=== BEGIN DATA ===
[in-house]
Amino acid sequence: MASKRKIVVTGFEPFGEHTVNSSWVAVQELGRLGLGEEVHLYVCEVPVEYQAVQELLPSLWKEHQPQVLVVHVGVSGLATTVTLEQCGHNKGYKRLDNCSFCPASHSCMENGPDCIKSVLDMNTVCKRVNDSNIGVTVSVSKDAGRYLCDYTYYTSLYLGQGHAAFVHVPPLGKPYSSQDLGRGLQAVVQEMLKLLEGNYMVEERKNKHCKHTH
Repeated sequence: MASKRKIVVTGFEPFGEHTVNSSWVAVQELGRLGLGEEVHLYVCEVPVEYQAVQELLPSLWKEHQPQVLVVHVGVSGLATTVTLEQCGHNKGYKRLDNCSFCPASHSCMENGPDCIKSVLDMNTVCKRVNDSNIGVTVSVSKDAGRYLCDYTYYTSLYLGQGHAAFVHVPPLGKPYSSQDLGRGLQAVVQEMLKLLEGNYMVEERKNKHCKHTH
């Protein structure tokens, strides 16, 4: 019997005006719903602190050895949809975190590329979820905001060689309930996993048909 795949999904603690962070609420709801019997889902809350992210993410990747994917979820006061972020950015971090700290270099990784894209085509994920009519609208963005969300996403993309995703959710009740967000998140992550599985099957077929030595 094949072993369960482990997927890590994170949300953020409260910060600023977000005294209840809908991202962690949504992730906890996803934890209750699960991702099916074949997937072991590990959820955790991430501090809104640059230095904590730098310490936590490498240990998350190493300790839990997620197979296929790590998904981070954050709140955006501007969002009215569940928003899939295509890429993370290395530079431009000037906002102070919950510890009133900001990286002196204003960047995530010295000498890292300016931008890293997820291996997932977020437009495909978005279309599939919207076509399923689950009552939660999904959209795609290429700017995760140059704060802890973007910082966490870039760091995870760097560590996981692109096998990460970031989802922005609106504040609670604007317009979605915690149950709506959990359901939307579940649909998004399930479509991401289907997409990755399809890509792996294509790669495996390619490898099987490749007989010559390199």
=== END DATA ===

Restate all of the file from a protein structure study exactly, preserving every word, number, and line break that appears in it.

[in-house]
Amino acid sequence: MASKRKIVVTGFEPFGEHTVNSSWVAVQELGRLGLGEEVHLYVCEVPVEYQAVQELLPSLWKEHQPQVLVVHVGVSGLATTVTLEQCGHNKGYKRLDNCSFCPASHSCMENGPDCIKSVLDMNTVCKRVNDSNIGVTVSVSKDAGRYLCDYTYYTSLYLGQGHAAFVHVPPLGKPYSSQDLGRGLQAVVQEMLKLLEGNYMVEERKNKHCKHTH
Repeated sequence: MASKRKIVVTGFEPFGEHTVNSSWVAVQELGRLGLGEEVHLYVCEVPVEYQAVQELLPSLWKEHQPQVLVVHVGVSGLATTVTLEQCGHNKGYKRLDNCSFCPASHSCMENGPDCIKSVLDMNTVCKRVNDSNIGVTVSVSKDAGRYLCDYTYYTSLYLGQGHAAFVHVPPLGKPYSSQDLGRGLQAVVQEMLKLLEGNYMVEERKNKHCKHTH
């Protein structure tokens, strides 16, 4: 019997005006719903602190050895949809975190590329979820905001060689309930996993048909 795949999904603690962070609420709801019997889902809350992210993410990747994917979820006061972020950015971090700290270099990784894209085509994920009519609208963005969300996403993309995703959710009740967000998140992550599985099957077929030595 094949072993369960482990997927890590994170949300953020409260910060600023977000005294209840809908991202962690949504992730906890996803934890209750699960991702099916074949997937072991590990959820955790991430501090809104640059230095904590730098310490936590490498240990998350190493300790839990997620197979296929790590998904981070954050709140955006501007969002009215569940928003899939295509890429993370290395530079431009000037906002102070919950510890009133900001990286002196204003960047995530010295000498890292300016931008890293997820291996997932977020437009495909978005279309599939919207076509399923689950009552939660999904959209795609290429700017995760140059704060802890973007910082966490870039760091995870760097560590996981692109096998990460970031989802922005609106504040609670604007317009979605915690149950709506959990359901939307579940649909998004399930479509991401289907997409990755399809890509792996294509790669495996390619490898099987490749007989010559390199």